Litigation and dispute resolution has been very successful for Freshfields in the U.S. It has become very well known in particular for its international arbitration work, much of it related to other areas that the firm has specialized in, such as mineral or energy rights. Recent matters have included arbitrations between a Canadian mining company and Venezuela, and advising a Caribbean nation’s government on an offshore drilling rights dispute. The firm is also pushing hard to expand their white collar and government investigations group, having recently added partners from firms such as Covington & Burling and Willkie Farr.
Freshfields is ranked number thirty-eight overall by Vault. This reflects not the firm’s quality, but merely the fact that the firm is primarily focused on international matters, not an area that Vault accurately measures. Despite the lukewarm overall ranking for the international giant, it holds top five rankings in both International and Antitrust Law, and a top twenty ranking for General Corporate Practice.
Chambers and Partners ranks Freshfields in Band 1 or 2 for the following practices: Capital Markets (Structured Products), International Arbitration, and Projects (PPP).
Summer associates come to Freshfields through one of two different paths. The New York office attends a dozen or so OCI programs, including most of the top schools, as well as regional New York schools. The Washington D.C. office does not participate in OCI programs, and instead relies on referrals from government employers or law school professors. While credentials matter, the firm also takes a somewhat unique approach in that they want applicants who are already familiar with the corporate world. Interviewers will often ask about top news stories in the Financial Times or Wall Street Journal. If an applicant cannot offer any insight, their odds of an offer are slim. Further, as an international firm, language skills are highly valued.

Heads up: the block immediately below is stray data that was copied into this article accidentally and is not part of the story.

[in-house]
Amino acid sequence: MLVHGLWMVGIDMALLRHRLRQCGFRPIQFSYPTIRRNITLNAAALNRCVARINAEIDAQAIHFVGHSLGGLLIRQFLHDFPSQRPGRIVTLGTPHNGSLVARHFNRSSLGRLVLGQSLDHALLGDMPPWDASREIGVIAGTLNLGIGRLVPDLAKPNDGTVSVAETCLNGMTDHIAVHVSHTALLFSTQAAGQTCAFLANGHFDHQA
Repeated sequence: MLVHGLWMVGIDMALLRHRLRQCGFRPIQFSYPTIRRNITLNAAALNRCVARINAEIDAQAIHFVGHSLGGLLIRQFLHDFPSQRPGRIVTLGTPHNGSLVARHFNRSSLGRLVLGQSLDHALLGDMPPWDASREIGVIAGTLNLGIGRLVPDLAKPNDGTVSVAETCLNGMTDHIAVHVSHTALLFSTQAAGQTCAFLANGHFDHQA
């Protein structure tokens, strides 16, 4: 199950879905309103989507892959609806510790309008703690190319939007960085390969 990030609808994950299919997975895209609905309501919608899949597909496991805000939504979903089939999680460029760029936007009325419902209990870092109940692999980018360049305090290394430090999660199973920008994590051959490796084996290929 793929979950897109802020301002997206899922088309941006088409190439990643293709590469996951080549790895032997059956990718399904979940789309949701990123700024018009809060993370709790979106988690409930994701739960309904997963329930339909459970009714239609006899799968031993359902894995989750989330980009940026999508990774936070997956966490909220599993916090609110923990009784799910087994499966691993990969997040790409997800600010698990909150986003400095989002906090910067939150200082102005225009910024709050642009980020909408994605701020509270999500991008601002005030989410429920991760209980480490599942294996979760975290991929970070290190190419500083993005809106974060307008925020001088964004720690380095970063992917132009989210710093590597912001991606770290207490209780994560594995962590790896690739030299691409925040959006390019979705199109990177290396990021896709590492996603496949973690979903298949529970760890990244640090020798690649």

The summer program also offers spots in the Hong Kong and London offices, but those placements are done on a case-by-case basis. In all cases, the summer program is eleven weeks long, during which associates are expected to complete fifteen or more assignments. Rotation through practice areas is not required, but summers are encouraged to seek work in any practice area in which they have an interest. The amount of work results in associates leaving the office around 7:00 PM most days, and weekend work is not uncommon.
The firm provides for unlimited attorney lunches, with most summer associates indulging in around three per week. Other summer social events include the common New York fare such as sailing, wine tastings, and a Yankees game. In 2009, ten out of eleven summer associates received offers.
Compensation and Benefits